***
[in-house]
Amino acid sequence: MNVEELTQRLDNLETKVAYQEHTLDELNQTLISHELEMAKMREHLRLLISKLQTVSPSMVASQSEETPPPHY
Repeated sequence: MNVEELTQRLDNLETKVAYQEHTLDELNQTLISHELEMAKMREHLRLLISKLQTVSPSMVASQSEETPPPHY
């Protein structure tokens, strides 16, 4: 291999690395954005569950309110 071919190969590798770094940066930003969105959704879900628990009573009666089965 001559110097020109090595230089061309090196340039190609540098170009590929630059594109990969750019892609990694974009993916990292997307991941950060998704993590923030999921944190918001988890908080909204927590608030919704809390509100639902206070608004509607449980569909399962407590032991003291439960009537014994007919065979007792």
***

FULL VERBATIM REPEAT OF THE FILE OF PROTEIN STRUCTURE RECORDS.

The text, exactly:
[in-house]
Amino acid sequence: MNVEELTQRLDNLETKVAYQEHTLDELNQTLISHELEMAKMREHLRLLISKLQTVSPSMVASQSEETPPPHY
Repeated sequence: MNVEELTQRLDNLETKVAYQEHTLDELNQTLISHELEMAKMREHLRLLISKLQTVSPSMVASQSEETPPPHY
């Protein structure tokens, strides 16, 4: 291999690395954005569950309110 071919190969590798770094940066930003969105959704879900628990009573009666089965 001559110097020109090595230089061309090196340039190609540098170009590929630059594109990969750019892609990694974009993916990292997307991941950060998704993590923030999921944190918001988890908080909204927590608030919704809390509100639902206070608004509607449980569909399962407590032991003291439960009537014994007919065979007792």